The 30th Air Division, active from 1949 until 1968, was originally based at Selfridge Air Force Base, Michigan. The station then moved to Willow Run Airport (later Willow Run Air Force Station), Michigan, on 7 April, 1952, before transferring to Truax Field, Wisconsin. The Division was finally declared inactive at Sioux City Municipal Airport, Iowa, on 18 September, 1968.
Assigned to the Air Defense Command (ADC) for most of its existence, the 30th's initial mission was the equipping, administering, training, and provisioning of operationally ready forces to the appropriate commanders for the air defense of upper Great Lakes area of the United States. Their Area of Operation included maintaining air defenses above the closely guarded AEC nuclear facilities at the Oak Ridge plant, Tennessee.
The following UFO reports are excerpted from the 30th Air Division's Official History between 1950 and 1952.
On the 15th of October the Atomic Energy Comnission reported to Station 47 the appearance of an unknown object at the main gate of the AEC. Two guards reported seeing the object and described it as being bullet shaped with a ribbon tale (sic) four to six feet long. It was reportedly hovering below fence level and when the guard came within fifty feet, it took off over the fence and disappeared over a hill. The object appeared to grow larger as it ascended, and made no noise. The incident was reported to EADF. (Eastern Air Defense Force)
During the quarter there were nine known violations of the Oak Ridge Air Domestic Identification Zone. Thirty-nine aircraft violated the Oak Ridge Air Space Reservation, among these, 20 were military aircraft, eight were civilian, and eleven were not identified.
The Oak Ridge Air Space Violations show a steady decrease over the past six months. This is attributed to the information concerning the prohibited zone being disseminated to a greater number of pilots, and the penalty action taken against both military and civilian pilots for violations.
Preliminary work has been started on an SOP on "Intelligence Reporting Procedure". The purpose of this SOP is to establish a uniform method in reporting unusual radar objects, unusual flying objects, sabotage, and similated (sic) (or actual) hostile aircraft, which is to be followed by all subordinate units.
One unusual unusual flying object was reported to have been observed in the vicinity of Battle Creek, Michigan. Further investigation by this office revealed that the observer, a civilian pilot of fourteen years flying expedience, encountered a disk like, highly polished flying object which closed head on with his aircraft at an extremely high rate of speed. Estimated altitude of the object was 3,000 feet, 1,000 feet below the observer’s aircraft. Investigation of the unusual object revealed that the observer is a very stable individual. Check of available sources both civil and military indicated no knowm aircraft in the vicinity of the sighting at that time. A report of the incident was forwarded to AMC, ADC, and EADF.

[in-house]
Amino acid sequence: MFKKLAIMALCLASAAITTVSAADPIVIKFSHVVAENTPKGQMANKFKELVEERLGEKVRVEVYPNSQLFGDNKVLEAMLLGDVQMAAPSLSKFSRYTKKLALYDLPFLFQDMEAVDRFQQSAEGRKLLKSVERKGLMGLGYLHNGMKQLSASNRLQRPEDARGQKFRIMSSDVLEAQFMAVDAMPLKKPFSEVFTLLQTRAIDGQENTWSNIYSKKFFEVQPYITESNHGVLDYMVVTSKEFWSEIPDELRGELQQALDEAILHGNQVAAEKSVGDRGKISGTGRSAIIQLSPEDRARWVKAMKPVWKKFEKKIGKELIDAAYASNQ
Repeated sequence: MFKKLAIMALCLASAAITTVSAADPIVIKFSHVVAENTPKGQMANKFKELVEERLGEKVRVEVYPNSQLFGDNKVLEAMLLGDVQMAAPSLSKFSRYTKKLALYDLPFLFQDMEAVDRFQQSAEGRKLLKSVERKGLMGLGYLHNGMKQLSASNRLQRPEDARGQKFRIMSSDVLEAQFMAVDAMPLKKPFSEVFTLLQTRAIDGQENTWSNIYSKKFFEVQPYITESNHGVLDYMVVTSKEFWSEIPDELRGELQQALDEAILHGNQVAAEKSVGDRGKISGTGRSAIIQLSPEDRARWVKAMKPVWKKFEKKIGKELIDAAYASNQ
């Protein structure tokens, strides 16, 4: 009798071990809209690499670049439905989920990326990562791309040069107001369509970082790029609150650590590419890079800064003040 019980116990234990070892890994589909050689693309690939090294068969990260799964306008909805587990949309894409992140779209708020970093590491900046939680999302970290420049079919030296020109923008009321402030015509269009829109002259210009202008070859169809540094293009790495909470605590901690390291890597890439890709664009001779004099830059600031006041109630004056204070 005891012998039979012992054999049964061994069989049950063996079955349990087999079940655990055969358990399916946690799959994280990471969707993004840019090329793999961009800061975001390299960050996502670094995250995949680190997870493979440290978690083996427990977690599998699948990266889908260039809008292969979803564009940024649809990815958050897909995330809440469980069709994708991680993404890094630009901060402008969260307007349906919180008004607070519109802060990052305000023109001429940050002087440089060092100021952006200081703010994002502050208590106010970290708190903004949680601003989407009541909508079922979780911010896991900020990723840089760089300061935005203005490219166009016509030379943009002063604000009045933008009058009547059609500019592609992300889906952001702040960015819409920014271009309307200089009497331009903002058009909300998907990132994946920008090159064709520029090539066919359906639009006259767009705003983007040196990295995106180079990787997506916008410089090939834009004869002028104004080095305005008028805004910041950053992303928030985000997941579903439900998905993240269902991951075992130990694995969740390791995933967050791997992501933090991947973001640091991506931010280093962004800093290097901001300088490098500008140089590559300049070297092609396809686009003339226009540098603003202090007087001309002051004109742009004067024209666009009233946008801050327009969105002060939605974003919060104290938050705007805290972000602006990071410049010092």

During November several flying objects were observed. One was seen in the lower Michigan area between 24/2320Z and 24/232(?)Z by the observers at five different points. The object in all cases was observed at speeds as fast or faster than jet aircraft. It was described variously as round, football shaped, eggshaped and bullet shaped. Its reported color was variously described as bright, white, white, grayish white and brilliant bluish white.
The second flying object was observed at 26/1025Z by a Capital Airlines pilot 25 miles due east of Milwaukee. It was described as a ball of fire, orange in color and had a blue exhaust like flame behind it. A second Capital Airlines pilot apparently observed the same object although he was approximately 75 miles south of the first observer. He did observe the blue colored exhaust flame but did not recall any orange colored object preceeding it. Reports of each incident were prepared and forwarded to AMC, ADC and EADF, through Technical Intelligence Channels.
A civilian guard on duty at Oak Ridge, Tennessee reported sighting an airborne object on 7 December 1951, at 0815 EST. Traveling at a constant speed, equivalent to conventional aircraft, the object was described as square, approximately 20 feet wide, grey-white in color, with no markings. The observer, age 40, is described as honest and conscientious, and is held in high respect by his employer. Two F-47s were unsuccessful in an attempt at interception.
Another report of an unusual flying object came from a Mr. Charles Huston in Hamden, Ohio. Mr. Huston reported observing a large round light for nearly three hours early on the morning of 22 December 1951. Telephone conversation with Mr. Huston produced names of corroborating witnesses and additional details. A report was made to EADF.
There were no flying saucers reported to this headquarters during the quarter.
During the period from 13 July 1952 through 17 October 1952 there were thirty-five (35) reports of unusual objects of which the majority were reported during the latter part of July through August. Five (5) reports were received on 30 July 1952. The reports varied from fast flying objects to large circular objects which seemed to hover and then speed away. All reports stated the objects were of a brilliant color. Interceptor aircraft were directed to the vicinity of the reported objects on several occasions to investigate, but there were no contacts by radar nor pilots flying interceptor aircraft during any of the incidents.